Looking for a good plan for training your ministry leaders and workers?
Many churches wrestle with this issue. After all, training takes time and our volunteers are already giving a lot, just to serve in their various assignments. How do you add training events and additional work to their already over-taxed schedules?
Imagine a training plan that doesn’t require three hours on a Saturday morning or traveling to a series of conferences. Now, those efforts are available and should be engaged at every opportunity, but there is another way to get people ready to serve competently and effectively in your church’s ministries.
Many pastors find great success equipping leaders WHILE they’re doing ministry. Here’s the four step approach:
- “Come watch me do it”
- “Come do it with me”
- “I’ll watch you do it”
- “Now you can do it without me”
STEP 1: Model – “Come watch me do it”
The process begins with the mentor doing the tasks while the mentee watches. Be sure to give the mentee the opportunity to see the whole process. Too often the mentor begins in the middle of the task and confuses the mentee. Your effort to help the mentee see the task performed correctly and completely, demonstrates the process to imitate.
Imagine that you’re wanting someone to help you with hospital visitation. So, here they tag along a few times to watch how you care for people in such crises. They learn your priorities and see how you handle yourself in the hospital room. They watch the steps you follow and add their supportive smile to your encouraging words to the sufferer.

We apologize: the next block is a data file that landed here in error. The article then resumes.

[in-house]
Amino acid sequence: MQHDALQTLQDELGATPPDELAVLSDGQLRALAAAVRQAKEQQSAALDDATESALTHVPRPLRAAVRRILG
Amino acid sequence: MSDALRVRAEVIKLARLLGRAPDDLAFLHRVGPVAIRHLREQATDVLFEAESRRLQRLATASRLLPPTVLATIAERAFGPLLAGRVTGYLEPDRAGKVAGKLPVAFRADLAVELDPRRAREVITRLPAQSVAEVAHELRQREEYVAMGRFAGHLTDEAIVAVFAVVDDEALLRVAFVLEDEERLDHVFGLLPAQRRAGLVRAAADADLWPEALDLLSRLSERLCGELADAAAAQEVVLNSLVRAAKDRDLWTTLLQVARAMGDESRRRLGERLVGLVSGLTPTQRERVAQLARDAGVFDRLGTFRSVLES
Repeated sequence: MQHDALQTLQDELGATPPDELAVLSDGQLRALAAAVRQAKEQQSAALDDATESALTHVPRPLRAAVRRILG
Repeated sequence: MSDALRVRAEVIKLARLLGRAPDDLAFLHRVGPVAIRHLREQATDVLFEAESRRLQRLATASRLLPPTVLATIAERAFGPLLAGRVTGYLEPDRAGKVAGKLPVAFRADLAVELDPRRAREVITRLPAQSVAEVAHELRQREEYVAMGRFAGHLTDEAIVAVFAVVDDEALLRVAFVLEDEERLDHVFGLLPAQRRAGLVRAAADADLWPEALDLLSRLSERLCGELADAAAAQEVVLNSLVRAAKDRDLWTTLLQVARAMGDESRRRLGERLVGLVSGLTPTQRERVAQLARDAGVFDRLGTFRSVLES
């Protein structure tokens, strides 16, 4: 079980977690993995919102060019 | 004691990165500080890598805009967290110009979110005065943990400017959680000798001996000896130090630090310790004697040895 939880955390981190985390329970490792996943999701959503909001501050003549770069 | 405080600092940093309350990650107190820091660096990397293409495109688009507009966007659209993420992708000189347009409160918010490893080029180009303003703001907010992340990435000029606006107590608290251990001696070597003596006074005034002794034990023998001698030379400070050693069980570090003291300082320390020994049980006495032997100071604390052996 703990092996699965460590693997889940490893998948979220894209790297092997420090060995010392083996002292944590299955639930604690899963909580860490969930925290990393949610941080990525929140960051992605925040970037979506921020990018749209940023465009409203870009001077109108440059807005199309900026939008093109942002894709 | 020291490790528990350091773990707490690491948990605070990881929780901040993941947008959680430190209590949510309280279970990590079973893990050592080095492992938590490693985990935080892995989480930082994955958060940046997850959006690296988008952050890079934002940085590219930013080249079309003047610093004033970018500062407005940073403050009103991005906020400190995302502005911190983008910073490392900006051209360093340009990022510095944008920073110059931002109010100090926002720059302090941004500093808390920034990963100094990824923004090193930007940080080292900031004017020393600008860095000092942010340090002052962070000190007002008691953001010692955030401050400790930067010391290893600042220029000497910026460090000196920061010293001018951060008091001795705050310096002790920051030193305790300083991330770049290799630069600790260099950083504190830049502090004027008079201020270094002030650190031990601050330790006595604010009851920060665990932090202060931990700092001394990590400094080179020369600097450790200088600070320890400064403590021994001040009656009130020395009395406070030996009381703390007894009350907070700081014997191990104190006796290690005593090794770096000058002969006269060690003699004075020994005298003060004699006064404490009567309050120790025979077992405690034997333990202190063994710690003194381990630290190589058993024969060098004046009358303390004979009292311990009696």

STEP 2: Mentor – “Come do it with me”
During this next step, the mentor will continue to perform, the task, but this time the mentee also comes alongside and assists the process. Take time to explain not only the how but also the why of each step. There should be a lot of communication happening at this stage.
Now, you begin to share some of the tasks in that hospital room. Maybe your mentee will pray or read a Scripture. At this stage, just be a team. Over the course of a few such experiences, be sure your mentee gets to lead each part of the experience and then discuss their efforts after you leave.
STEP 3: Monitor – “I’ll watch you do it”
At this point, the mentor and mentee exchange places. The mentee performs the task and the mentor will assist and correct. It is especially important during this phase to be positive and encouraging to the mentee. It will help the mentee to keep on trying and wanting to improve rather than give up. Work together to develop consistency. Once the mentee understands the process, have him/her explain it to the mentor. The explanation will reinforce the process in the mentee’s memory.
Now, you allow the mentee to carry the full load, maybe explaining to the patient that you’re training this individual to help you in this area of ministry. Sure, the mentor will offer a few words of encouragement to the patient, but the real ministry steps are to be done by the mentee.
STEP 4: Motivate – “Now you can do it without me”
At this point, the mentor will step out of the task and relinquish the responsibility to the mentee. The assignment of the mentor is to make sure the mentee has the knowledge to do the task and the encouragement to continue to improve. It is important for the mentor to stay with the mentee until success is realized. This will motivate the mentee to make improvements to the process.
Now, you don’t actually abandon the mentee to his new ministry, but as a good mentor, you continue to encourage and check-up on how this individual is doing in the ministry effort.
With this simple training process, you can equip people for ministry and show them how to equip others in the same way. So, rather than requiring additional events to provide needed training, you are achieving that goal while you do what you’re already doing.
Stop doing ministry alone, Pastor. Realize that nearly every moment of your day offers a chance to train someone to effectively minister to others.